Childhood experiences of work: Reflections 2 and 3 (The Netherlands and Brazil)
Reflection 2 (The Netherlands)
When my twin brother and I turned 14, my parents made it known that we were now old enough to start spending our time on Saturdays and during school holidays in a more ‘useful’ way. In other words, we should think about getting a part-time job. Hiding out in the garden, playing computer games or simply languishing on the sofa watching TV was all well and good, but getting a job would allow us to do something more fulfilling. Also, we would be able to earn some money of our own. This idea was initially met with some resistance, but it was soon taken on with enthusiasm. For teenagers in the Netherlands, having a part-time job alongside school is commonplace and generally considered to be a good thing.
I tried out various jobs: doing administrative work, delivering newspapers and working in a music shop. These jobs were either short-term, or I didn’t last very long. But then I started working at the local butchery and delicatessen shop. At first, I started out in the ‘back’, which involved preparing the meat, washing up and doing lots of cleaning. Soon enough I was working out front, serving customers. I ended up staying in this job until I was 19.
Although any meat-related skills are no longer of relevance as I am now vegetarian, the job was formative in many other ways. I learned how to prioritise tasks, to work in a team, to engage with customers, and to handle money. During a time that was riddled with insecurities about belonging and fitting in, the job offered a space in which I felt appreciated and respected. It certainly helped that the shop was a small, family-run business.
A few decades on (and being in an entirely different line of work!), I still refer to my work experiences as a teenager with relative frequency. They laid a foundation that I would not have obtained through school or otherwise.
Reflection 3 (Brazil)
My early childhood experience of ‘work’ was doing small paid chores for my father, like shoe shining, weeding the garden and washing the car. That was at age eight to 12. Being entrusted such important tasks by my father, and being rewarded with payment, was a big deal for that small boy! This was true work as I saw it, a domain of opportunity and a way to participate in the world of grown-ups. Of course, my actual work as a child consisted of going to school, doing homework, and helping with household chores like washing dishes. But all of that was, well, not actually work in my eyes.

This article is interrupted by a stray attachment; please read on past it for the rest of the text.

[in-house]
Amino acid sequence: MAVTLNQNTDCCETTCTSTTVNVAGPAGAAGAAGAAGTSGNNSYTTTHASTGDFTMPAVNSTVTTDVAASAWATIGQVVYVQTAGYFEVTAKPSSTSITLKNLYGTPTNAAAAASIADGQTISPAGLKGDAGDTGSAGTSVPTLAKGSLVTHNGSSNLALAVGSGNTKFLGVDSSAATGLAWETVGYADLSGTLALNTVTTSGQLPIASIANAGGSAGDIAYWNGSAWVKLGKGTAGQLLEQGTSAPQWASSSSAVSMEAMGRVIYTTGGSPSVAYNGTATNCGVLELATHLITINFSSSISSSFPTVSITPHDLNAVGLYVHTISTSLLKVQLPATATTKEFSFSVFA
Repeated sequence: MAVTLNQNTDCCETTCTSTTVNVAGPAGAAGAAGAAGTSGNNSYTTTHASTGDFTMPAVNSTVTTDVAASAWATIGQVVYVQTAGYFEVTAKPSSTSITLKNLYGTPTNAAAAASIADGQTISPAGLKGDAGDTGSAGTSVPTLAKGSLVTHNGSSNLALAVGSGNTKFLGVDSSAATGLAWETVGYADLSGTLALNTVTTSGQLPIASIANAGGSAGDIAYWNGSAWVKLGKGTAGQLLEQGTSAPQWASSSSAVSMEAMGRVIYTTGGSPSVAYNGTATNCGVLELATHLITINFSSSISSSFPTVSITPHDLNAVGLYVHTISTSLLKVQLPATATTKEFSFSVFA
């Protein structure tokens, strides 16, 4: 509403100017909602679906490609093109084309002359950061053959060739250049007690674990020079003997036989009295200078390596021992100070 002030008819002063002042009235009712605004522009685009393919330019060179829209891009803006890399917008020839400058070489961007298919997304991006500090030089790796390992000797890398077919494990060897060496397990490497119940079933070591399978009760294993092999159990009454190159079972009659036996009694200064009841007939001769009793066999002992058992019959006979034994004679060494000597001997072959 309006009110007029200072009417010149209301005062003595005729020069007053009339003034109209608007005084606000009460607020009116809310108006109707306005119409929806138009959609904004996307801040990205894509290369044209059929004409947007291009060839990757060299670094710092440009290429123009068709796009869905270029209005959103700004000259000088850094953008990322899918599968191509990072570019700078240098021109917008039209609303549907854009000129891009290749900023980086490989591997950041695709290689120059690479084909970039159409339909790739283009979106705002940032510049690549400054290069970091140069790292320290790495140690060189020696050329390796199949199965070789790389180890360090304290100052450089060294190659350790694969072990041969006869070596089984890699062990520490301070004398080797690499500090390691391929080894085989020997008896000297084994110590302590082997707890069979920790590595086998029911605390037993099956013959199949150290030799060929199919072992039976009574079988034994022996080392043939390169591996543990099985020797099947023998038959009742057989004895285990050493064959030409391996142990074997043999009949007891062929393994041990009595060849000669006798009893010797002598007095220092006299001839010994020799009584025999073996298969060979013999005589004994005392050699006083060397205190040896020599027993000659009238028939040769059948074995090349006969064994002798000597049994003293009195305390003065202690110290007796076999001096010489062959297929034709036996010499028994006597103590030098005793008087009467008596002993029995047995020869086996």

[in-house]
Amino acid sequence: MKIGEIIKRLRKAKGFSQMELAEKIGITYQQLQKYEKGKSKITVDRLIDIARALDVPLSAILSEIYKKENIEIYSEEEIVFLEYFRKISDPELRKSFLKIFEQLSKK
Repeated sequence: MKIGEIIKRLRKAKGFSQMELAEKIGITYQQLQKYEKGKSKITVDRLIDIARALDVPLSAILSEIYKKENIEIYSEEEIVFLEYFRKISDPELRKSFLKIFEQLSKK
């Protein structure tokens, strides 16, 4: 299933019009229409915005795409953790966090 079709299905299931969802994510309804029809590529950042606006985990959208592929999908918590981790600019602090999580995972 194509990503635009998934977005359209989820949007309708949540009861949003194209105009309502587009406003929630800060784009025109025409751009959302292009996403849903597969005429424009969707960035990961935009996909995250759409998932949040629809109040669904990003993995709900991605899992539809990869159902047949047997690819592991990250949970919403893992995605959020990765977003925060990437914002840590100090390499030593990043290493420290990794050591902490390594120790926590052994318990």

These early childhood work experiences were positive: they were about being appreciated and entrusted with tasks that suited my age, doing things, getting tired and enjoying the rewards of a job well done (but sometimes having to redo a job if it was not up to specification). It was a playful way to learn, complementary to both formal learning at school and social learning while playing and hanging out with friends. And while learning, it enabled me to grow confident and conveyed love and appreciation from my parents. There is no harm or sense of danger.
I grew up in Brazil in the 1970s. Back then, it was very common to see shoeshine boys on the streets and public squares. They were about my age, wore no shoes themselves, and lived a very different life from me. They were up till late into the night to earn money to bring back home, maybe exploited by adults, harassed by police and shouted at by customers. Back then, I was afraid of these shoeshine boys, because they used to have a hostile attitude towards other kids like me.
Looking back, I can just start to imagine how entirely different their childhood work experience must have been. Same ‘work’, entirely different experience. The harm in their case was foregone education, being exposed to abuse and exploitation on the streets, and growing tough from having to survive in the hostile environment of streets. Every child needs protection.
Fortunately, nowadays it is hard to spot shoeshine boys on Brazilian streets. The educational system, the rising standard of living, legislation and enforcement of children’s rights has come a great way in ensuring all children have access to education.
These mini-essays are part of the ‘childhood experiences of work’ series. As we prepared to launch ACHA we asked partners to reflect on their own childhood experiences of work. The prompt was simple and open: approach it in however you like; write as little or as much as you like, in whatever form you like; try to put yourself back into your frame of mind as a child; use 18 years old as a rough cut-off age, and think about harm.
Eighteen reflections were received from ten women and eight men aged from 29 to 70 years, who grew up in the UK (7), Ghana (3), Netherlands (2), Canada (2), Argentina (1), Brazil (1), Denmark (1) and US (1).
If you would like to share your childhood experiences of work please send a short narrative (under 1,000 words) to ACHA (ACHA-Enquiries@ids.ac.uk). All narratives that are published on the ACHA website will be anonymised.
Stay informed with our regular email updates.Subscribe